Thursday, August 23, 2007
Witnessing the struggle
Via Wikimedia Commons
Thanks to the heat and the drought, the woods are eerily still these days. I never see a turtle or a toad. Most of the deer have wandered from the parched trails and the dry creek to the river about a mile away. The squirrels and chipmunks are around, but they're too busy looking for food to keep up their usual chatter. The cicadas do make their racket, but the normal birdsong of dawn is missing. No point in getting up early if there's no worm to get--and there isn't. The earthworms are buried deep below the dusty ground. The mosquitoes and gnats are scarce, too. Even the spiders seem to be getting less industrious.
The ants are the only bug community that seems busy as ever. As I ambled along this morning (did I mention that it's hot?), I saw a line of ants moving across the trail, most of them carrying a load as big as themselves. I knelt down to see what they were carrying and realized each of them had the carcass of a dead ant. Most of the corpses were curled up tidily, as they had been murdered in their sleep, and maybe they had. I don't know much about ant behavior, but this looked like the result of a nest raid.
It made me a little sad for some reason, and reminded me of the "battle of the ants" from Walden. Even in high school I thought Thoreau was a pompous pain in the ass, but I liked the ant war passage. It lurks in the back of my mind every time I see an ant. Of course, it has a particular resonance these days.
" I took up the chip on which the three I have particularly described were struggling, carried it into my house, and placed it under a tumbler on my window-sill, in order to see the issue. Holding a microscope to the first-mentioned red ant, I saw that, though he was assiduously gnawing at the near fore leg of his enemy, having severed his remaining feeler, his own breast was all torn away, exposing what vitals he had there to the jaws of the black warrior, whose breastplate was apparently too thick for him to pierce; and the dark carbuncles of the sufferer's eyes shone with ferocity such as war only could excite. They struggled half an hour longer under the tumbler, and when I looked again the black soldier had severed the heads of his foes from their bodies, and the still living heads were hanging on either side of him like ghastly trophies at his saddle-bow, still apparently as firmly fastened as ever, and he was endeavoring with feeble struggles, being without feelers and with only the remnant of a leg, and I know not how many other wounds, to divest himself of them; which at length, after half an hour more, he accomplished. I raised the glass, and he went off over the window-sill in that crippled state. Whether he finally survived that combat, and spent the remainder of his days in some Hotel des Invalides, I do not know; but I thought that his industry would not be worth much thereafter. I never learned which party was victorious, nor the cause of the war; but I felt for the rest of that day as if I had had my feelings excited and harrowed by witnessing the struggle, the ferocity and carnage, of a human battle before my door."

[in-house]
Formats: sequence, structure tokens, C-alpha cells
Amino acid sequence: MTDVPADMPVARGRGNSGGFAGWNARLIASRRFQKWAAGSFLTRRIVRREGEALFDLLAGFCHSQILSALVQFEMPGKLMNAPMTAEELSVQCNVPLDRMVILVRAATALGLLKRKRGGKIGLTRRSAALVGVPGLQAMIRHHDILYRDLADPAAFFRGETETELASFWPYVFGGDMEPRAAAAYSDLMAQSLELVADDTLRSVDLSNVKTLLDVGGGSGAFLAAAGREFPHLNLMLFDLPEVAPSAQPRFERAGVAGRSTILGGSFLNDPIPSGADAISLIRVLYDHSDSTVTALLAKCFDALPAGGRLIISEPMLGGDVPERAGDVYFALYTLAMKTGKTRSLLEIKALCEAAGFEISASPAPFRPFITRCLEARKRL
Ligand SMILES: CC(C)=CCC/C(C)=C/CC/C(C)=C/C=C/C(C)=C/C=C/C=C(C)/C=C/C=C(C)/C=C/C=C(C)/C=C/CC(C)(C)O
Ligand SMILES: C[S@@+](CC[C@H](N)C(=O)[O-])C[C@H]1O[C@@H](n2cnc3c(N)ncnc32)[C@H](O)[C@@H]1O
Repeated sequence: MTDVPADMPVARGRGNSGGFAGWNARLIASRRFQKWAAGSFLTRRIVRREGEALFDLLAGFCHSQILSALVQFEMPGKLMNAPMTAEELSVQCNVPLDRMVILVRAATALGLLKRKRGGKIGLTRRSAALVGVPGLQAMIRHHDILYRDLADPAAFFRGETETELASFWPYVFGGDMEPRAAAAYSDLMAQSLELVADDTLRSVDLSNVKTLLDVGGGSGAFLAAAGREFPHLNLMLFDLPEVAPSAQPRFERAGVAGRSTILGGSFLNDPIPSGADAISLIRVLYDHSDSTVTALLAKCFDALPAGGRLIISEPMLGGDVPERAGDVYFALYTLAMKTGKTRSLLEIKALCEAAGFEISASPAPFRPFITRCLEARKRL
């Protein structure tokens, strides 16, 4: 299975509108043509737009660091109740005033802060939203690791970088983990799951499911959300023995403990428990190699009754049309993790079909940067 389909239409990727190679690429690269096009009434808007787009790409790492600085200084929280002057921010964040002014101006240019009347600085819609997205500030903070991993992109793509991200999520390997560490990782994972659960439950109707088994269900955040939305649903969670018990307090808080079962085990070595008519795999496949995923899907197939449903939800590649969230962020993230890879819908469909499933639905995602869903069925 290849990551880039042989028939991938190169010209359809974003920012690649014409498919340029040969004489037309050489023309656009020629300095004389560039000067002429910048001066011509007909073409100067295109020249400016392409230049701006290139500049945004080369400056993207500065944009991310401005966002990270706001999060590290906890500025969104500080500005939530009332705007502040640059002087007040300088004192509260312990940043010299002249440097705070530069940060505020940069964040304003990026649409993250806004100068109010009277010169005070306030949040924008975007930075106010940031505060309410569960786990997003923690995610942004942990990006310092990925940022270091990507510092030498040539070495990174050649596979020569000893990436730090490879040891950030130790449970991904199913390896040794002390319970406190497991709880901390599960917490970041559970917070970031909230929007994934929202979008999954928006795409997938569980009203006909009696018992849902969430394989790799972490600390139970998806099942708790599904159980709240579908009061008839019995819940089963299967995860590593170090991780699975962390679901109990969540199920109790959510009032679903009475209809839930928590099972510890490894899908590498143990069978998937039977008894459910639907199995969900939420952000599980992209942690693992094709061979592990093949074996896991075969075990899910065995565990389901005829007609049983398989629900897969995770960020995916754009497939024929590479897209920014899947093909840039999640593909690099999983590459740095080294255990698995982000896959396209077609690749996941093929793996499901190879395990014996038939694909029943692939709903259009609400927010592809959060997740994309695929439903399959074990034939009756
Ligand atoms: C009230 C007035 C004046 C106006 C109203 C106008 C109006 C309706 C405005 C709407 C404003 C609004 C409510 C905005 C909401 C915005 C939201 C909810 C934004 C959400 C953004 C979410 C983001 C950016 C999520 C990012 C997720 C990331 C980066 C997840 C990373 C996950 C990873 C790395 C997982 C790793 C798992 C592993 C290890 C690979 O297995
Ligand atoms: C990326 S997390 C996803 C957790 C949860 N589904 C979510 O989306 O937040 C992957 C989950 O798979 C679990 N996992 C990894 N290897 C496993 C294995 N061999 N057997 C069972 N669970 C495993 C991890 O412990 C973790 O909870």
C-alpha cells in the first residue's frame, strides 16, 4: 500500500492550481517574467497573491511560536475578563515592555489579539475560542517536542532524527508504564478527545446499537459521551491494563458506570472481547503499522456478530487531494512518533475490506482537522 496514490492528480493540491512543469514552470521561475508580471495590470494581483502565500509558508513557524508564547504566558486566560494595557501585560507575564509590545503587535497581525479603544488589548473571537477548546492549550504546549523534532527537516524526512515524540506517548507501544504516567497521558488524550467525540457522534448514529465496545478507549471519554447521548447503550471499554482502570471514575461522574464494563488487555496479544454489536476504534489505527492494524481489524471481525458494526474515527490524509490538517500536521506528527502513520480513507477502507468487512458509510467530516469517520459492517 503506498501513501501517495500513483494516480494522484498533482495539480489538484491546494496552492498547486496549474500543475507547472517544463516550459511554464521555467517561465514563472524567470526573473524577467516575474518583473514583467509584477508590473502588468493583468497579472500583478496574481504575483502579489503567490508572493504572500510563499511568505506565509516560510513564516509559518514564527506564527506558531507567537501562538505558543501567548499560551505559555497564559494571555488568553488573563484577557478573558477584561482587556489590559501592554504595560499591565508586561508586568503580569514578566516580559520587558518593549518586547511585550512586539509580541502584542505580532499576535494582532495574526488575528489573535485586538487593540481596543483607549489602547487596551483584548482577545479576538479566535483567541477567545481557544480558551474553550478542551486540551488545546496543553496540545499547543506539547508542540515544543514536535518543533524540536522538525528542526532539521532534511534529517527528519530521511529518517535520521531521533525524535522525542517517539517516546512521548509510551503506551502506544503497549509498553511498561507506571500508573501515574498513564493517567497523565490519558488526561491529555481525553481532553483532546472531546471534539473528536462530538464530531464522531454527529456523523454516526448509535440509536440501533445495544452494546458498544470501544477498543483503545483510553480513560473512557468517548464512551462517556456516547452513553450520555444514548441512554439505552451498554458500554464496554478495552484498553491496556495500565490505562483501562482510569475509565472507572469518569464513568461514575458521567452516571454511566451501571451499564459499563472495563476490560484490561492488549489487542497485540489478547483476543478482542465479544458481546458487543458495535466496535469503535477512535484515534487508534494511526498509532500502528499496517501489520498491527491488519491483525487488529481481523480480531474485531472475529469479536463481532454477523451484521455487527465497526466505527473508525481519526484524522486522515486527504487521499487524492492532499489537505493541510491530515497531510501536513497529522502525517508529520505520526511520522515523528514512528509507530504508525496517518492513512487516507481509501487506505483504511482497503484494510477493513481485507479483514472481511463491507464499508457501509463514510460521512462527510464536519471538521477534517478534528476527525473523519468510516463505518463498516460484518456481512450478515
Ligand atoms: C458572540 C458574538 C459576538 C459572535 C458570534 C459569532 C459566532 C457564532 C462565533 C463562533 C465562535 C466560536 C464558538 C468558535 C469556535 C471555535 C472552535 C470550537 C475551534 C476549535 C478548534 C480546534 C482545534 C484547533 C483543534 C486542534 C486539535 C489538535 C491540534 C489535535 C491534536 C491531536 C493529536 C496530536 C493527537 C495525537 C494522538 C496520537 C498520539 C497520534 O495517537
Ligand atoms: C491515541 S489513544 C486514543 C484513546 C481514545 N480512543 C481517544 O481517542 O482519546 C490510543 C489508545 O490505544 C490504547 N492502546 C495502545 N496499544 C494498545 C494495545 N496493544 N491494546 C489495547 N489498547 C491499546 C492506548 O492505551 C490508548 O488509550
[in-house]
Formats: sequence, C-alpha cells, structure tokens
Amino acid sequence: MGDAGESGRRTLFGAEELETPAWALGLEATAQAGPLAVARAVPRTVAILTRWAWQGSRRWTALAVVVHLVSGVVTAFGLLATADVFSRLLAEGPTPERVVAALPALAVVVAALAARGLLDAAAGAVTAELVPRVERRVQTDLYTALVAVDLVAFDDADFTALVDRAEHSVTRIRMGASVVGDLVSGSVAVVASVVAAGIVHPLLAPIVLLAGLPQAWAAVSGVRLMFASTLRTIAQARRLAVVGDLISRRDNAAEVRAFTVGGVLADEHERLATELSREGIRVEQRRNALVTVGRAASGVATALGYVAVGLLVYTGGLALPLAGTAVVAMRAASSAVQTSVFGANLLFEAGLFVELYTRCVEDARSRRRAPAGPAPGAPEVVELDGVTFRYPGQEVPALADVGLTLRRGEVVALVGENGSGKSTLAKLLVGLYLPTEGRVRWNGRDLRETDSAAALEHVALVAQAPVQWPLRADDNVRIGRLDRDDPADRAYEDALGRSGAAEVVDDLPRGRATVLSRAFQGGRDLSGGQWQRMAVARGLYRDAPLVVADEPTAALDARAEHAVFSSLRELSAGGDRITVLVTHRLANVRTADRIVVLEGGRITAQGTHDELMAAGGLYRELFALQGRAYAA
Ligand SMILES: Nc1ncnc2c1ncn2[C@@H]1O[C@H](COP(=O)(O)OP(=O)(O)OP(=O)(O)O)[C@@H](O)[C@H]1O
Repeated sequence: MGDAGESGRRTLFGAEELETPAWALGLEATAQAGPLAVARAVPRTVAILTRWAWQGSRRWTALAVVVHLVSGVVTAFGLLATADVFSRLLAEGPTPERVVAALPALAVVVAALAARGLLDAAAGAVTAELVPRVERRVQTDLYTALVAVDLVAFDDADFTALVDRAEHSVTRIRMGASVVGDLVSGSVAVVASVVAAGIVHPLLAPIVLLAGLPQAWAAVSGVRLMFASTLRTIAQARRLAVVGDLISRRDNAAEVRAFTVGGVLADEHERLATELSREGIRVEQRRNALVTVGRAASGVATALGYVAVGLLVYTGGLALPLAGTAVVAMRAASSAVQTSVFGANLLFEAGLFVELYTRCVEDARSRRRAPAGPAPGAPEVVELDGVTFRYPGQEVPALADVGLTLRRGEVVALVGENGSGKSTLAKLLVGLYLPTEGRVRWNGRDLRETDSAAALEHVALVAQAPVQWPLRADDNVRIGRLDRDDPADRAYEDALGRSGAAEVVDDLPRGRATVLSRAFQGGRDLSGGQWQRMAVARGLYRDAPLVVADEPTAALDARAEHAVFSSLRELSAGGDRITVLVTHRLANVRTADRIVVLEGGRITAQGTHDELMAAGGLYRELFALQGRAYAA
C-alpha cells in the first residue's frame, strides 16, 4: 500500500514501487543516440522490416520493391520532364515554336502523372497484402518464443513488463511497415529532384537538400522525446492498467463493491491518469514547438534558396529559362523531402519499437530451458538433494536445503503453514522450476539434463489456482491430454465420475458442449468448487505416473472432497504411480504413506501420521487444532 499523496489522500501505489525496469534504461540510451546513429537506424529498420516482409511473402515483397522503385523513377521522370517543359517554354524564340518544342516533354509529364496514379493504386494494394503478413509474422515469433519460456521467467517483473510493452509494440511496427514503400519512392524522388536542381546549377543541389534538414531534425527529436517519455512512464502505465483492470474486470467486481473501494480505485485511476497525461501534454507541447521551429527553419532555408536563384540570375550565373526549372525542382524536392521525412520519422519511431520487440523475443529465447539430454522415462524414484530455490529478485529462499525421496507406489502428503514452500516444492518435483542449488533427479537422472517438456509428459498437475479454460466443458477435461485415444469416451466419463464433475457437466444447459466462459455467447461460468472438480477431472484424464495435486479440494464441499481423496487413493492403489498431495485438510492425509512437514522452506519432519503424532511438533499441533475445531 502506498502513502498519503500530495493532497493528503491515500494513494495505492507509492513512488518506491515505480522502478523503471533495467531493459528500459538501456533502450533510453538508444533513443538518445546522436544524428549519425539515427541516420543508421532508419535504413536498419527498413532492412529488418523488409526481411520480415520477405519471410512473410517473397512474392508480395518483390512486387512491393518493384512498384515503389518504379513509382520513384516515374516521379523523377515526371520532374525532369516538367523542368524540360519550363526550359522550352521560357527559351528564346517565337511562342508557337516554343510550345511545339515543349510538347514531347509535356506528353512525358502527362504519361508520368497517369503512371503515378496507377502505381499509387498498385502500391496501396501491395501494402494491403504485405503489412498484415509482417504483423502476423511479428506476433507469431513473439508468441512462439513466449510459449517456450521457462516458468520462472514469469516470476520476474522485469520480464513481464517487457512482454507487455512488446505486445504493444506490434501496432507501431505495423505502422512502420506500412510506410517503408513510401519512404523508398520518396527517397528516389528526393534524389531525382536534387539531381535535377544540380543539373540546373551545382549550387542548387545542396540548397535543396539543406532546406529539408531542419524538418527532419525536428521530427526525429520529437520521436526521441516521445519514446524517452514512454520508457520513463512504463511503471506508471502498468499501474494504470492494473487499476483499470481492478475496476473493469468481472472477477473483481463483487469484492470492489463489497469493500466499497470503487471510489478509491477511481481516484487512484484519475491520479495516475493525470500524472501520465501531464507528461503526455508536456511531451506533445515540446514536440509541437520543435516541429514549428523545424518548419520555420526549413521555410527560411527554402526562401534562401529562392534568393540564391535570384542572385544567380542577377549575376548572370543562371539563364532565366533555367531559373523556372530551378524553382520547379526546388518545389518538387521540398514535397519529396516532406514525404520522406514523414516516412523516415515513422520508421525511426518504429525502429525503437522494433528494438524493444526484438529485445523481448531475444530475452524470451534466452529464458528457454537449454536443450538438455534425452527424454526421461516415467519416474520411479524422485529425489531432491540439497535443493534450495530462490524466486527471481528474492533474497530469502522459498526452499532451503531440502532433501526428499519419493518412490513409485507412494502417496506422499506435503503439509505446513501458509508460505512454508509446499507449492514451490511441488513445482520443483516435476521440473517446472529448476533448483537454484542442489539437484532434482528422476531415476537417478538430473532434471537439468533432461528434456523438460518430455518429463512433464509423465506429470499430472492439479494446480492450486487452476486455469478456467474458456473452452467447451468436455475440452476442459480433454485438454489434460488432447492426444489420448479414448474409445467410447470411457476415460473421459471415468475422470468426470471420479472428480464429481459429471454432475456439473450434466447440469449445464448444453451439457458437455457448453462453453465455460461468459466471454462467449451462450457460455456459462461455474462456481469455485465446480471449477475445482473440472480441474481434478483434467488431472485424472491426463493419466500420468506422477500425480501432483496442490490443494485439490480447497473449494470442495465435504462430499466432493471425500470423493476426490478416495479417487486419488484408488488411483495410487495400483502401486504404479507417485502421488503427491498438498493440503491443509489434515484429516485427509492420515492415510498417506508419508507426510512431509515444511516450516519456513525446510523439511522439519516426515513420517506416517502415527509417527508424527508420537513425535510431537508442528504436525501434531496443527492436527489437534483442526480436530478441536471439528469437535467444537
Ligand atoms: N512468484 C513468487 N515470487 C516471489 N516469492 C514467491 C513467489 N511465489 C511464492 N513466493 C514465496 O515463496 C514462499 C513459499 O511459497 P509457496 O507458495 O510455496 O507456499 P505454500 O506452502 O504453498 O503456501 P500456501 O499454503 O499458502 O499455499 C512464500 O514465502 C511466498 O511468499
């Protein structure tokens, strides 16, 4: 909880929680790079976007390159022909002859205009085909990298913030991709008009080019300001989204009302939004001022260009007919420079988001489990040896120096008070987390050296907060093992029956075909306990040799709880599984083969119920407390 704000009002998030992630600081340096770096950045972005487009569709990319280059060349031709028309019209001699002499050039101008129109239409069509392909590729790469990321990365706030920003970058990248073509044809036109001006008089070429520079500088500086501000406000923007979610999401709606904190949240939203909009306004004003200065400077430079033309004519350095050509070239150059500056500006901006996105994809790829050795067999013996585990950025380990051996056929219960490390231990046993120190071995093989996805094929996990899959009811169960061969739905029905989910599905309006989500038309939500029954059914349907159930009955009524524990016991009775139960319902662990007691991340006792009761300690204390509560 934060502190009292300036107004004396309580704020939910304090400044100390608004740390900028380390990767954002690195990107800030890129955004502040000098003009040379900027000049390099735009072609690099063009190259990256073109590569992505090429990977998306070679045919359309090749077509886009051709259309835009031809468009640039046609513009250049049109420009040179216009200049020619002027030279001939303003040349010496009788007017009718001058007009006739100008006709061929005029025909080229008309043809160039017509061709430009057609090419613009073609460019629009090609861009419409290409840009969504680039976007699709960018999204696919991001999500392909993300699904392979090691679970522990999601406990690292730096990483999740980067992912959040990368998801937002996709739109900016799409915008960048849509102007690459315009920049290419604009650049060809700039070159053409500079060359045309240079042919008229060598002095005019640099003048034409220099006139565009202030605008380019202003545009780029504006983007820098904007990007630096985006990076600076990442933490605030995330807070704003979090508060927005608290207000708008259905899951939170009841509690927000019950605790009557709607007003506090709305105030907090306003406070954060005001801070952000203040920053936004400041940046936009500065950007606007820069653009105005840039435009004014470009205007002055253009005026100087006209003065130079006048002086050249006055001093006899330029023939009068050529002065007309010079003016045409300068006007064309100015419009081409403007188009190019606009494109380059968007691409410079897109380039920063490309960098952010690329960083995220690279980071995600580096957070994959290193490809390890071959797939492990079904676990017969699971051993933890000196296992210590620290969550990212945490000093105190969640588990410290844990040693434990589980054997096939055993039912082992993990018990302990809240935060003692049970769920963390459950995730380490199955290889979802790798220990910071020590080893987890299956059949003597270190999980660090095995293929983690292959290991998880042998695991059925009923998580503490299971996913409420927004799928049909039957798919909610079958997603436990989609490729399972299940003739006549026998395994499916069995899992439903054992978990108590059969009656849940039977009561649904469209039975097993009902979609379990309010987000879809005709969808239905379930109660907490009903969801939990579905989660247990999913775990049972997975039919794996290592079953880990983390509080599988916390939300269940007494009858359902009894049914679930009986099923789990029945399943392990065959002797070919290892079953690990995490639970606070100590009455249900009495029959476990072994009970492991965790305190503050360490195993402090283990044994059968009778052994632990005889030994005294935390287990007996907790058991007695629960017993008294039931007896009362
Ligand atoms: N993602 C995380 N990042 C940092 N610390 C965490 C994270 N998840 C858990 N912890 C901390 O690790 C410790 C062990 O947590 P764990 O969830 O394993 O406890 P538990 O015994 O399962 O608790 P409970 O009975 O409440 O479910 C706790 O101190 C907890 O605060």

From "Brute Neighbors," Chapter 12 of Walden by Henry David Thoreau. Click here for the full text.